We walked from Drewsteignton to Chagford on a rare hot, sunny day. I was being introduced to the walk – “It’s a great walk. Not too difficult.” It is and it wasn’t.
A bird in a hurry
A chance photo . . .
A short walk to Coleton Fishacre – the story in four images
We walked to Coleton Fishacre this morning . . .
Insects and thistles – the detail of walking
Moving away from boats for a moment and on to walking and photography . . .
Two short Cornish walks – spring flowers
The purpose of the walk was the walk, a small group of friends following the coast. We were surprised and charmed by the sheer variety of flowers.
This became a photo challenge for me which I took on – with the result that I have learnt that I have a long way to go before I master the art of flower photography. Some of the results appear below – with qualifying notes.
Mullion Cove – a slight swell and a storm
At Mullion Cove, with the wind from the south west, there was an opportunity to photograph swell – or, at least, to attempt to photograph swell. Trying to record waves at sea is nearly always disappointing – the vessel moves in tune with the waves. I have seen some amazing images from the Southern Ocean but they really need to be taken from outside the boat to truly reflect the situation.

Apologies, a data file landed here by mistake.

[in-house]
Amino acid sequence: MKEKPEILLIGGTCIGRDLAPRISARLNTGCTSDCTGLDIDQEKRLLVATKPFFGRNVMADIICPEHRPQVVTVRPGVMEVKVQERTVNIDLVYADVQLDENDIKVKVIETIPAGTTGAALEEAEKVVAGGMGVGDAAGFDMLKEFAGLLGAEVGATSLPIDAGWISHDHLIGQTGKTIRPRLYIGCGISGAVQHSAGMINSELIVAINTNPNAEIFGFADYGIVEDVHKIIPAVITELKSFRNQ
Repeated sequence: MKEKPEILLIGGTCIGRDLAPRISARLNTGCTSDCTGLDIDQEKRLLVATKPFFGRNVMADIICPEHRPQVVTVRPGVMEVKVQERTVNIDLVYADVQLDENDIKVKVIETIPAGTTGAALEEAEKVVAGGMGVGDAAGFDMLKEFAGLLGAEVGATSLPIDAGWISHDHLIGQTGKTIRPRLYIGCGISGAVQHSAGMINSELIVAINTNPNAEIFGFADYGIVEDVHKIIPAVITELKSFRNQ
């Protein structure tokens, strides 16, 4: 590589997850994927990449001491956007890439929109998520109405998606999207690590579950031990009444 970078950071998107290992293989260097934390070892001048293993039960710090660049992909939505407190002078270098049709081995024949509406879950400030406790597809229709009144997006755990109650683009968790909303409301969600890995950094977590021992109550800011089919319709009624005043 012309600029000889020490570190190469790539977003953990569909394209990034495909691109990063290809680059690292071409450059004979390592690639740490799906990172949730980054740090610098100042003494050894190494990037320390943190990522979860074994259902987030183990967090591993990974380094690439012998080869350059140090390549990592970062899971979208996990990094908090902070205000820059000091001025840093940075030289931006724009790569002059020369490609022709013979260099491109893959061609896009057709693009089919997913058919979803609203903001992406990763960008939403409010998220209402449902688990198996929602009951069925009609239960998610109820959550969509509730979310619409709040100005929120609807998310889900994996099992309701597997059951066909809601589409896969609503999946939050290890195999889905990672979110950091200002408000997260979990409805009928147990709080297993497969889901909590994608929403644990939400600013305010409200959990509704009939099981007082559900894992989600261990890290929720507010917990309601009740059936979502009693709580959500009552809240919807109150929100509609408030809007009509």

A short walk in Cornwall – taken further
Cadgwith is some 70 miles south south west of Steeple Point. If you walked the coast from Steeple Point to here, you would have walked approximately 240 miles.
We walked into Cadgwith from Kennack Sands just to the north – a mere two and a half miles on a Saturday morning with a wind blowing and clouds scudding.
Triumph in the sun
We walked all morning in the Corsican sun, enjoying a fresh breeze from the sea. The path was kind underfoot, changing from small stones to fine gravel and back again. We had reached that rhythm where you rely on instinct to look down at the path in front of you.
A praying mantis was on the path. I stopped to take a photograph.
Paihia to Opua- a walk
A post from Webb Chiles in Opua brought memories of a walk we made from Paihia to Opua in April last year.
The walk follows the bays, first across rocks and along a beach, on through mangroves and then along a sometimes wider, sometimes narrower, sometimes rough, sometimes smooth path. We walked comfortably through bush or along the water’s edge beneath the low and somewhat fragile cliffs.